It is rarely the intention of an entrepreneur to shake up the social fabric of the society in which he or she works. But, many do anyway. We have only to think of two virtual unknowns starting from scratch in the computer industry, Steven Jobs and Bill Gates, who helped to make the personal computer a ubiquitous tool throughout the world. Add to that the internet, and the power of the individual to obtain, manipulate and transmit information has increased exponentially.
While the advent of the personal computer and the introduction of the internet revolutionized every aspect of life, it did not change the basic trajectory of human civilization, namely, toward ever greater consumption of resources without regard to ecological limits.
Today, many entrepreneurs are thinking about how they can cash in on so-called "green" trends in consumption and lifestyles. Much of this entrepreneurial activity is focused on maintaining our current lifestyles while consuming fewer resources and producing less waste--or at least pretending to do so. But, some entrepreneurs are focused on changing how we live in ways both big and small. One such entrepreneur is Mat (sic) DeGraaf who with his partner runs Door-to-Door Organics. The concept behind Door-To-Door Organics sounds similar to that of CSAs or Community Supported Agriculture. The differences, however, are making it a fast-growing enterprise in the three states--Colorado, Michigan and Pennsylvania--where it currently operates.
Door-To-Door works with a wide variety of local organic farmers and essentially matches what they have to offer through the season with what customers want. Customers must choose a "basket" of goods from several available sizes. But, communicating by internet or phone, they can substitute within that basket by adding more of their favorite items and subtracting what they don't want. The basket is then delivered to the customer's door. Customers also are not obliged to make long-term commitments and can cancel anytime. As a result new customers are more willing to try out the service to see if it works for them.
To be sure Door-To-Door is not a perfect solution for distributing locally grown organic food. But since only a few delivery vehicles are used, the company probably consumes less petroleum than other distribution methods in which each customer picks up his or her food at a dropoff point, a farmers' market or a food co-op .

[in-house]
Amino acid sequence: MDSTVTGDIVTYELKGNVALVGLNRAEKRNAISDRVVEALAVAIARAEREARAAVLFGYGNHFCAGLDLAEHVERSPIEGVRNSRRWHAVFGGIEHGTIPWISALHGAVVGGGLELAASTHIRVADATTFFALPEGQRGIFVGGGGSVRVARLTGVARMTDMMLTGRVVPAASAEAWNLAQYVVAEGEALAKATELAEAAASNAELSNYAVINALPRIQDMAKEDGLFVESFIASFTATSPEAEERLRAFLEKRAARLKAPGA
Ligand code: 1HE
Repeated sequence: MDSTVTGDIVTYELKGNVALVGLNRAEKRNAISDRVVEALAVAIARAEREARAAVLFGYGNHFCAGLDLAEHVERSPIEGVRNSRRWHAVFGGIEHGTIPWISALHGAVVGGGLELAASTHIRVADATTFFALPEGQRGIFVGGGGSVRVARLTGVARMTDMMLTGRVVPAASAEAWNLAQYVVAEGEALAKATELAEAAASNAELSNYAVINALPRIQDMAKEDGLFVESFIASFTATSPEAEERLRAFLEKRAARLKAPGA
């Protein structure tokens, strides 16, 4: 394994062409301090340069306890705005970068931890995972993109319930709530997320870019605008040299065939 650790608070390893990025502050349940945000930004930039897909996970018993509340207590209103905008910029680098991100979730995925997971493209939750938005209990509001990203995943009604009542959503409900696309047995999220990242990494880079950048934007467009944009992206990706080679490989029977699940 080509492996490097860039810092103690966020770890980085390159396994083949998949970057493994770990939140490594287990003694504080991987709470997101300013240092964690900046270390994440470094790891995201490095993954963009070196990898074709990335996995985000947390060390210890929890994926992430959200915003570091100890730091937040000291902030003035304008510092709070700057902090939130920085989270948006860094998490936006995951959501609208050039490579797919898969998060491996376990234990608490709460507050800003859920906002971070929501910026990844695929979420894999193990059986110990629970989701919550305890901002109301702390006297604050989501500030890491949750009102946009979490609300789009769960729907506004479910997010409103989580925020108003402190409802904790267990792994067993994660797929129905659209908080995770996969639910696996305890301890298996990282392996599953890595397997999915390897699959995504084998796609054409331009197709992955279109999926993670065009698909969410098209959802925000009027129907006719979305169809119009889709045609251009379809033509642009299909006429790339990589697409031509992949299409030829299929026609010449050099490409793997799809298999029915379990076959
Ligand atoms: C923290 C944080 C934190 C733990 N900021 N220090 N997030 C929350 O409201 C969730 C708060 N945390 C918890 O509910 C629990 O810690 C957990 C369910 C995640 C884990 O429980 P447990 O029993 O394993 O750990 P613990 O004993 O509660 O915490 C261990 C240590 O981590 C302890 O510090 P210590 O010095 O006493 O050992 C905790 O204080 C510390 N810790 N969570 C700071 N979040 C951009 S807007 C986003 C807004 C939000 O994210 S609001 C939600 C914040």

Is the service a competitor for CSAs? DeGraaf says yes and no. Certainly, the company does provide a service similar to that of CSAs. On the other hand, many CSAs sell their excess produce through Door-To-Door.
Door-To-Door has also been selling at farmers' markets, both as a way to bring produce to market and as a way to attract customers to its service. But at a few markets where organic farmers complained that their sales slumped as a result, the company withdrew. It's simply not part of the mission of the company to undermine organic farmers, DeGraaf explains. In fact, the company is including produce from some farms that are in transition--clearly marked, of course--as a way to insure expanded availability of future local organic supplies. (The transition to organic farming typically takes three years during which the farmer incurs the costs associated with organic methods without being able to charge the premium price usually garnered by organic produce.)
In the off season, the company uses local wholesalers to keep the organic produce coming. Again, it's not a perfect solution; but it keeps the relationships with customers intact while continuing to provide an outlet for organic wholesalers and farmers.
The growth of the organic "industry," as it is now called, has reached 20 percent per year, 10 times the growth in the overall food industry. But much of that growth is premised on the same petroleum-drenched, transportation-intensive infrastructure that the conventional food system depends on.
By contrast, the business model adopted by Door-To-Door has the potential to increase greatly the number of people who source their organic food locally and thereby reduce the energy inputs into their food. But perhaps most important of all, the Door-To-Door business model is both profitable under current conditions and seemingly adaptable to the lower energy, resource-challenged society we are moving toward. And, that combination is the holy grail for businesses that truly want to be part of the transition to a sustainable world.
In the past those who have combined business and social entrepreneurship have often experienced long waits before their ideas caught on or even failed waiting. But the sudden success of Door-To-Door Organics signals that a tipping point may be at hand, both in the caliber of entrepreneurial thinking about sustainability and in the success of companies that have sustainability at the core of their missions.